One of the most important goals of a business-to-business website is to capture visitors’ contact information. Yet there is a huge barrier standing in the way. It’s your web form. Chances are excellent you’re asking for too much information.
Recently one of our clients, Adam Washington (not his real name), achieved a 24% increase in website visitors signing up for his software demo just by simplifying the web form. And it was relatively painless.
Adam got rid of a bunch of questions that weren’t necessary and asked only for information he really needed: the visitor’s name and email address. He also got rid of additional distracting offers and options on the form page.
The original form was a salesperson’s dream – asking for every conceivable piece of information to make it easy for the sales team to distribute leads and follow up. The original form included fields for:
- Email address
- Phone number
- Mailing address
It also included two marketing questions: “where did you hear about us” and “would you like to receive our newsletter”.
Some of the information was not required, but the effect was still the same. Many prospects saw it as too much of a hassle to fill out the form. They moved on.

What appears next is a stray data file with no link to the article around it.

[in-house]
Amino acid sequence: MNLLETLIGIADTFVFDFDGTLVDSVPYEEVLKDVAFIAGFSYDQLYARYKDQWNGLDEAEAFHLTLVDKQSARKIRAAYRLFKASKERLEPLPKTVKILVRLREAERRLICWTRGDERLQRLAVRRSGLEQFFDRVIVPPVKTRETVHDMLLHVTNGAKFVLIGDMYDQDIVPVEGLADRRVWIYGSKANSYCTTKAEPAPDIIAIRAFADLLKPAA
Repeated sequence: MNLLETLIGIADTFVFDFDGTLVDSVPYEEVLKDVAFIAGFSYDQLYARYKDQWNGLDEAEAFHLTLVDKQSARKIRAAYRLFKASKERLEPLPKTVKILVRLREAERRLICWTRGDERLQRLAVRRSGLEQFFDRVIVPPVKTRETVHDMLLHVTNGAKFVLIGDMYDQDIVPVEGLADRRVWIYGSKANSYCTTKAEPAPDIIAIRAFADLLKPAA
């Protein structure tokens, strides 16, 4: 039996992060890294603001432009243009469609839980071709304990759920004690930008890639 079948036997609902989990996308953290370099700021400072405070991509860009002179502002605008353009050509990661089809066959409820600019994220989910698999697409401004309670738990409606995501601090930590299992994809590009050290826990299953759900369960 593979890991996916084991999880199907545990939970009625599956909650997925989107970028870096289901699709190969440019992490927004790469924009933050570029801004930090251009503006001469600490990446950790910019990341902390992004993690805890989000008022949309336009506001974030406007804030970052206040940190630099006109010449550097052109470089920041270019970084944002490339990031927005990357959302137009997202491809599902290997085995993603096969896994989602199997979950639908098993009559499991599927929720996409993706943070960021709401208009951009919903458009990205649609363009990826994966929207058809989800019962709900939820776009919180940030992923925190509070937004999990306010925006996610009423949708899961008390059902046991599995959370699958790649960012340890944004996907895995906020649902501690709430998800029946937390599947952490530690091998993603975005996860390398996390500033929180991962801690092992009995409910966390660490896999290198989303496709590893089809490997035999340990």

The new form asked for only three pieces of info:
- Email address
It also allowed the prospect to opt into the mailing list.
The 24% increase in the number of people filling out the form was nearly instantaneous.
From a marketing perspective you won’t get much push back about changing your form. After all, a 24% increase speaks for itself. And there are much more accurate ways of learning how a prospect found out about you than asking on a web form.
Most sales teams, on the other hand, will object to eliminating some of the information required on a web form. The two most common complaints seem to be:
1. They need geographical or industry information so they know which sales person gets the lead.
2. They want a phone number to call the person direct. They believe email addresses collected on these forms are usually junk.
These objections indicate a process problem more than a form problem. Website contacts should never dump directly to an outside sales force without further qualification – either by marketing or an inside sales group. And phone numbers and mailing addresses are no more likely to be “real” than an email address is. But that is a subject for a different article.
The point of this article is that instead of spending a ton of money to drive more people to your website, you should take advantage of what you’re already driving there. You can do this with a few simple changes.
Is Adam’s success with the demo form experiment a fluke? It could be – time will tell whether or not the modified form maintains its high performance level. But based on decades of experience with other clients like Adam, I know it will almost certainly continue to provide Adam’s company with increased prospects week after week after week.
Copyright 2009 Tatum Marketing Inc.